One of the Hindu calendar's biggest festivals and events is being celebrated across countries such as India, Nepal, Sri Lanka and Myanmar later this year.
All four enjoy official holidays for Diwali, popularly known as the "festival of lights", which is celebrated between mid-October and mid-December.
Visitors on religious-based specialist tours can join in the festivities.
Diwali entails the lighting of small clay lamps filled with oil, symbolising the triumph of good over evil.
These are left on during the night to please Lakshmi, the wealth goddess.
Firecrackers are let off to drive away evil spirits and revellers wear new clothes and share sweets and snacks with family and friends.
The festival commemorates the return of Lord Rama, along with Sita and Lakshmana, from his 14-year-long exile and overcoming the demon-king Ravana.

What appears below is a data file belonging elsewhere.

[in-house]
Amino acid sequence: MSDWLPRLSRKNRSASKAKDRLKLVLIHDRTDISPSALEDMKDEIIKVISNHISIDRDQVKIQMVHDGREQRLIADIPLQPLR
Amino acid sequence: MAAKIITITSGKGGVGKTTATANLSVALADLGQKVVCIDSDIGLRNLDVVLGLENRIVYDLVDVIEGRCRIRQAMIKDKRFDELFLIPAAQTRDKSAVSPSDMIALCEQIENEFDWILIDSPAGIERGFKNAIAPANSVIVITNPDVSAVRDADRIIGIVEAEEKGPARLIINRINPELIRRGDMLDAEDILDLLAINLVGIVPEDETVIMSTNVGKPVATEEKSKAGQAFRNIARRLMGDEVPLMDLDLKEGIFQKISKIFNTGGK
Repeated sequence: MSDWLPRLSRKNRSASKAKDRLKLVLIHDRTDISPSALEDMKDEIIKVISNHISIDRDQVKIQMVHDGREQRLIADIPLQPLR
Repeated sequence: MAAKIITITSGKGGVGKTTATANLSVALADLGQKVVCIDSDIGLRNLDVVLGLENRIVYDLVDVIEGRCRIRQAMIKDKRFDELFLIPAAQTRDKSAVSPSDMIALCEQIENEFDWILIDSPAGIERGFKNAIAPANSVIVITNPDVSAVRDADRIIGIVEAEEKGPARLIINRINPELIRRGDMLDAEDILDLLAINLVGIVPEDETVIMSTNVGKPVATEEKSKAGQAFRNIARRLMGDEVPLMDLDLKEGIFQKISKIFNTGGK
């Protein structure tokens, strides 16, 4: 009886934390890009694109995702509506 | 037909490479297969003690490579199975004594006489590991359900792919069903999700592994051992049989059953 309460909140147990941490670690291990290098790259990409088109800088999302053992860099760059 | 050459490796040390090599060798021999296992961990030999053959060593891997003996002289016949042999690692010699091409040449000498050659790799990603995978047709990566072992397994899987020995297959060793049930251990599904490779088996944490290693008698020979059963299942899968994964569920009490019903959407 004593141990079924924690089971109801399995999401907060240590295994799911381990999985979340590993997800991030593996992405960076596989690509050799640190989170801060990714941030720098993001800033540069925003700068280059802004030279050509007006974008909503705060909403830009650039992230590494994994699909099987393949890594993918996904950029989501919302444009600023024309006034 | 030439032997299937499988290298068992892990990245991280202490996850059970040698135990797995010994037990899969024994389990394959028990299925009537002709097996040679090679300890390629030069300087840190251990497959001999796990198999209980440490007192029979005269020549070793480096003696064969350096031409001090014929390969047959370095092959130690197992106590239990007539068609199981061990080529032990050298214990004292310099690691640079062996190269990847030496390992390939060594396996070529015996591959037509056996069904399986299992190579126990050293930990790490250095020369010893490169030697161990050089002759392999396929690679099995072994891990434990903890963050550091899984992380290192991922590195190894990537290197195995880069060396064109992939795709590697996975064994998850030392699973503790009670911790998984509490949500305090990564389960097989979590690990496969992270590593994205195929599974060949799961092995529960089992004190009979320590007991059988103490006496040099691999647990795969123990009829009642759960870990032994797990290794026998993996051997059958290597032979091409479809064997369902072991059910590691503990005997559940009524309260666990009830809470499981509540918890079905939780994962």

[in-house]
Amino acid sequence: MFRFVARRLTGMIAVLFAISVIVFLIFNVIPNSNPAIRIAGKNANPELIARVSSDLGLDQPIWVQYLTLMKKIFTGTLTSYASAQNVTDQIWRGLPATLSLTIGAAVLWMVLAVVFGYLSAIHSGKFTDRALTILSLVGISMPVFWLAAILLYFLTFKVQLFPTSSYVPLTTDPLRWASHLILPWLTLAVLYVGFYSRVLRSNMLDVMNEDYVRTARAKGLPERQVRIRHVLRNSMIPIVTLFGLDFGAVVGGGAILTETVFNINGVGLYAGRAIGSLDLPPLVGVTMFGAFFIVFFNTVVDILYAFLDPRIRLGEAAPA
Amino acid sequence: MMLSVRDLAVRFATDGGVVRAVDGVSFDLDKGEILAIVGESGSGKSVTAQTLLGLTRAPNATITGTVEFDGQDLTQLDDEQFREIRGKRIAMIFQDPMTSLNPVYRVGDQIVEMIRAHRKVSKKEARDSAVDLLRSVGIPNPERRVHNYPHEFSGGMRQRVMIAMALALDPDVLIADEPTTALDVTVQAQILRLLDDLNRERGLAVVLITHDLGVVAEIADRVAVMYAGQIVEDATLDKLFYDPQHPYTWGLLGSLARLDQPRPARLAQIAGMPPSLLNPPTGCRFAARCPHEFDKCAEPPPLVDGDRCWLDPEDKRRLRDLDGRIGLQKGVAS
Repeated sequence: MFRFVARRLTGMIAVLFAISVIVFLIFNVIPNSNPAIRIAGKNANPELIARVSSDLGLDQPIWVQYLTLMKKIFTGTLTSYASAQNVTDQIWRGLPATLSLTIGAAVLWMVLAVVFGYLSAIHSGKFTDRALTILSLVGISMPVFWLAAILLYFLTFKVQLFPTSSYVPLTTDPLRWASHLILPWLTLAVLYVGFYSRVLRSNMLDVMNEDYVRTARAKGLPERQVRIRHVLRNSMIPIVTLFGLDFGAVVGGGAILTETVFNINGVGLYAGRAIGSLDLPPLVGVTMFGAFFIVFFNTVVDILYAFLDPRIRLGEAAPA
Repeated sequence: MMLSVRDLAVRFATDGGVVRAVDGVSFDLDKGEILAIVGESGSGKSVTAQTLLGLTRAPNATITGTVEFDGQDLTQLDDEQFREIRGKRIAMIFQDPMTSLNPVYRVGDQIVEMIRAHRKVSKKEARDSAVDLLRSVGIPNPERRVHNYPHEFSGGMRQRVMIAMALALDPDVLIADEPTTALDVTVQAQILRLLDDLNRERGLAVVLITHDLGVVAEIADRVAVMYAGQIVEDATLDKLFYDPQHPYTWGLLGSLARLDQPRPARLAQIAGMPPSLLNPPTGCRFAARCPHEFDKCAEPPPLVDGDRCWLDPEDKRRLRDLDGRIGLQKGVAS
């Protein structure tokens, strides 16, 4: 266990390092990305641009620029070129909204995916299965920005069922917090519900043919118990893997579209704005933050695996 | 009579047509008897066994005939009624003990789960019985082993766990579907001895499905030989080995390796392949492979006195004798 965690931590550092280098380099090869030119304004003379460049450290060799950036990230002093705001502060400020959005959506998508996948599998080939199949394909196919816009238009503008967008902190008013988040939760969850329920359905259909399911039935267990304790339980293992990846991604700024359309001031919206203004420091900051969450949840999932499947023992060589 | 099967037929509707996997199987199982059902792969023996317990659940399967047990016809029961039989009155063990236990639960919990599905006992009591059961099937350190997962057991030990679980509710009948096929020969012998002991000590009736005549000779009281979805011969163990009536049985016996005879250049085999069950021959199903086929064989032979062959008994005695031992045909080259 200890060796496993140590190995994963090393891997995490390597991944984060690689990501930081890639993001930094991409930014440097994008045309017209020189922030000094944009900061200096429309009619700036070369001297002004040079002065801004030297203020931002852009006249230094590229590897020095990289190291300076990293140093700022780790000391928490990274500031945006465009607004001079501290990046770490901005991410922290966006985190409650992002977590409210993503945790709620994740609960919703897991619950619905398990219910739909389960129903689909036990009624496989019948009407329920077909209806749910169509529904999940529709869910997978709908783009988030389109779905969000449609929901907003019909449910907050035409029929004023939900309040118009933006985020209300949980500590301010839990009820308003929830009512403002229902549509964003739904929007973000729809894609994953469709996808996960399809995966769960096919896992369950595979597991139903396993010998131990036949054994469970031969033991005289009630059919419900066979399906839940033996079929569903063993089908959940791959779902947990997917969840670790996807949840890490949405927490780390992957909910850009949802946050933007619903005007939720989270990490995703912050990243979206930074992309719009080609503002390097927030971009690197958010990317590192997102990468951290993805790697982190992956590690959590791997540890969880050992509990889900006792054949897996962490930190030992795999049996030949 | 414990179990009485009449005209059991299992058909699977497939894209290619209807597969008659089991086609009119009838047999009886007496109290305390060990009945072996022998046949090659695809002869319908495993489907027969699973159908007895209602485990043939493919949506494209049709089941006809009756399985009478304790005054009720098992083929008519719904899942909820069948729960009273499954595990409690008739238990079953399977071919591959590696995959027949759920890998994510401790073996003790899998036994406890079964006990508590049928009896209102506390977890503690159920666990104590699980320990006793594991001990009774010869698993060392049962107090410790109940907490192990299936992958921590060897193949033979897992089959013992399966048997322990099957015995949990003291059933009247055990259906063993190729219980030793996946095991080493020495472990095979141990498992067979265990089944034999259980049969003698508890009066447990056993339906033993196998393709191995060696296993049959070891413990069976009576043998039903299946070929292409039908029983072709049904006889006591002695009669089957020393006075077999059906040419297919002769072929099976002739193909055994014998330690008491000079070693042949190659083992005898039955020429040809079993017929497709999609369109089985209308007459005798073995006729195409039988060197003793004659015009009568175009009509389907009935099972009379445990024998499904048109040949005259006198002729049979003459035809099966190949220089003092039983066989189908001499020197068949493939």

- Dhanteras (day 1) sees most Indian business communities start their financial year
- Naraka Chaturdasi (day 2) commemorates the conquering of the demon Naraka by Lord Krishna and his wife Satyabhama
- Amavasya (day 3) marks the worship of Lakshmi in her most charitable mood, fulfilling her devotees' wishes. It also tells the story of Lord Vishnu, who in his dwarf phase vanquished the Bali and exiled him to Patala
- Kartika Shudda Padyami (day 4) saw Bali go to Patala and take the reins of his new kingdom in there
- Yama Dvitiya (day 5) see sisters invite their brothers to their homes
Diwali is celebrated in India from November 3-7.
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